What exactly does this mean? It means that every Medi-Cal provider in the state can begin to ask parents or children a few questions to find out if an individual child has been exposed to violence as well as discrimination, housing instability, food insecurity, parent-child separation and other adversities in their home or community. Healthcare providers will not only be reimbursed for the time they spend doing this work, they’ll get advice on how to best screen and help families of children who have had these experiences.

This is great news. It has also stoked some anxiety among doctors, child advocates and other healthcare providers who would carry out this work. It’s time to re-ask the question: What are the unintended consequences of ACEs screening, and how can we avoid them?

Conversations about provider concerns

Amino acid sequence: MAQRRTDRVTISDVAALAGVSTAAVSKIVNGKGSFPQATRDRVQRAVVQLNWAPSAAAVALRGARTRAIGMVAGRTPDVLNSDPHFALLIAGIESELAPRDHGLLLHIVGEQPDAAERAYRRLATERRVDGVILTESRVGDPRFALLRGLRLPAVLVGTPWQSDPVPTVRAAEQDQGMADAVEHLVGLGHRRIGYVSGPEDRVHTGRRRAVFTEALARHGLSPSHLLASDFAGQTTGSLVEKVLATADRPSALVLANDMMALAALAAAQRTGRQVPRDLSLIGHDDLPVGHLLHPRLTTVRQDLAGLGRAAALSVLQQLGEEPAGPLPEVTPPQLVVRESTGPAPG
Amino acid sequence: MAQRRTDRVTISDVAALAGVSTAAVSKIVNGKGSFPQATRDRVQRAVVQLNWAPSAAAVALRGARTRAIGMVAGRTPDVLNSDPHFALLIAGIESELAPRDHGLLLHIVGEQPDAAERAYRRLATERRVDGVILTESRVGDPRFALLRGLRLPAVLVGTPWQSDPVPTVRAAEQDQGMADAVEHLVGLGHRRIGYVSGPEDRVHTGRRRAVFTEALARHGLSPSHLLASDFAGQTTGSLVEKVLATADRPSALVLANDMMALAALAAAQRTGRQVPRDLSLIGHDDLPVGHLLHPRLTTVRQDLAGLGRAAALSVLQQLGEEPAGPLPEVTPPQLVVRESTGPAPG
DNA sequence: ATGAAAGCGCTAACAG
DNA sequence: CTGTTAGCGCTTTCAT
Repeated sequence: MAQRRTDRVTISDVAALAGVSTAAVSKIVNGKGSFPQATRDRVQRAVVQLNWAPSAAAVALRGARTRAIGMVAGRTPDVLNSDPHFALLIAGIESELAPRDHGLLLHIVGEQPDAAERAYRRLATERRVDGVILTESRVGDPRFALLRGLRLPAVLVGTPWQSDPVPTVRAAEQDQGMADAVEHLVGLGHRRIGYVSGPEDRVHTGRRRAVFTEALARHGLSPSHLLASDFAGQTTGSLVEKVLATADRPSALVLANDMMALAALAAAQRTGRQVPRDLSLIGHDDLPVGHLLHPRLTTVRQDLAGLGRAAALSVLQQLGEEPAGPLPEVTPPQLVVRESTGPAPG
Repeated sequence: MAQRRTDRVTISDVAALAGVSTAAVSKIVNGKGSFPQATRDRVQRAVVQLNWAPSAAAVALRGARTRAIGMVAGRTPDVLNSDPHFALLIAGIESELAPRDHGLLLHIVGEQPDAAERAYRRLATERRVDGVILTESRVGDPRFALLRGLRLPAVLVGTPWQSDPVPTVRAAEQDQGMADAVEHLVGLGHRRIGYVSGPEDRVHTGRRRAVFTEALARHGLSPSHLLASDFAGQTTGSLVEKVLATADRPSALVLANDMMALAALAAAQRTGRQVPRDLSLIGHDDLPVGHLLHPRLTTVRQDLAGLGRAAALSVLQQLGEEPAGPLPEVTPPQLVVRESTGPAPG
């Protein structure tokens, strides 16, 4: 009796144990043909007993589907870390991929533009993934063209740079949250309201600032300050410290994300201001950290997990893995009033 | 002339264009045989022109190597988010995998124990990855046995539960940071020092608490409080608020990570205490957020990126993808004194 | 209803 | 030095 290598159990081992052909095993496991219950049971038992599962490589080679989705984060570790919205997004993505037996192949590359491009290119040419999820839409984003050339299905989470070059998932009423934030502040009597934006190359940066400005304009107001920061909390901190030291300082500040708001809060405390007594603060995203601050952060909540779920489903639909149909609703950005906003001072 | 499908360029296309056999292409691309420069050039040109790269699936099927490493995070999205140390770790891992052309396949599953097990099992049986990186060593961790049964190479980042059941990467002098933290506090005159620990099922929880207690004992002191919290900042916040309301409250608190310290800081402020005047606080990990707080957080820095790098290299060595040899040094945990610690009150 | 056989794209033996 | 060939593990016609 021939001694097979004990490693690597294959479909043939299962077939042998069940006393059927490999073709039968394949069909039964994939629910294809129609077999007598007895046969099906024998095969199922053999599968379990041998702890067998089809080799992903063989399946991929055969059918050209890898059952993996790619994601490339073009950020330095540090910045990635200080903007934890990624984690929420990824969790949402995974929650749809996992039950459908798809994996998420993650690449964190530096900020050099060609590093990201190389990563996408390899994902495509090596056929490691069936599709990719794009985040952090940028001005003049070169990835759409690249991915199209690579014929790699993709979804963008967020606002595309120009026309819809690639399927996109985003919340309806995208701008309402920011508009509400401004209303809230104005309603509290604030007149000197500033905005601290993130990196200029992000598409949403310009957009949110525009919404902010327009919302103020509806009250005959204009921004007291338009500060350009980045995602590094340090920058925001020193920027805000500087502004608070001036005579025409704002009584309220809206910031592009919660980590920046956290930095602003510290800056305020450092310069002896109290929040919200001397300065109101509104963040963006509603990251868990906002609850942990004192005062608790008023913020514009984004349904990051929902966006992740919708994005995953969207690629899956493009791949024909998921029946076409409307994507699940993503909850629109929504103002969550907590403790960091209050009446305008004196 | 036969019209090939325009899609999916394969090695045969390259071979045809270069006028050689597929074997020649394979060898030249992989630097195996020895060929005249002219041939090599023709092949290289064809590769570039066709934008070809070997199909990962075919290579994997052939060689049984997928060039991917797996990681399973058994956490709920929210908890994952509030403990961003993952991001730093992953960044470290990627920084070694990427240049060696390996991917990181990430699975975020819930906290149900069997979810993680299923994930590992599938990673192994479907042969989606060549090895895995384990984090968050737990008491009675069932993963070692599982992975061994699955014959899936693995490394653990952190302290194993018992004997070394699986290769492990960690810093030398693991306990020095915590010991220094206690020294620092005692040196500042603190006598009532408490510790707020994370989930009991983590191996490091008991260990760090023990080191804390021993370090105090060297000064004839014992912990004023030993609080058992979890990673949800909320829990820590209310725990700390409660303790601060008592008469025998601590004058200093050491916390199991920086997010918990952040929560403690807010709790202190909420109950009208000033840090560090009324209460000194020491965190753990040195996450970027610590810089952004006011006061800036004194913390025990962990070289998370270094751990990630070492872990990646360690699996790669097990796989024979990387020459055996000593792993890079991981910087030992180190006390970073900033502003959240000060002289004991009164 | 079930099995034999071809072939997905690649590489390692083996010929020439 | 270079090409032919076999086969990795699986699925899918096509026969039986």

Worried providers and advocates have voiced several concerns. CYW has had ongoing conversations about the rollout with diverse stakeholders, who fear that screening might exacerbate an existing behavioral health access issue at a time when our nation is already struggling to deal with a rising need for mental health services for children and families.

One regional chief of pediatrics from a leading health network wrote to express a concern that screening done poorly could hurt and stigmatize patients, or even cause a flood of inappropriate referrals to Child Protective Services (CPS).

Providers have also asked:

— Is there evidence that any of the interventions work?

— Why is the state only reimbursing one screening tool?

— Will the California Health and Human Services Agency, which oversees a slew of siloed departments, issue letters guiding trauma screening that help coordinate care?

— How will trauma screening align with initiatives addressing maternal health, domestic violence, or homelessness?

All these questions, which are entirely reasonable, go to the heart of Center for Youth Wellness’s mission. They also make clear that trauma screening requires more than a clinician with a clipboard and a pencil — or an IPad.

CYW’s bottom-up approach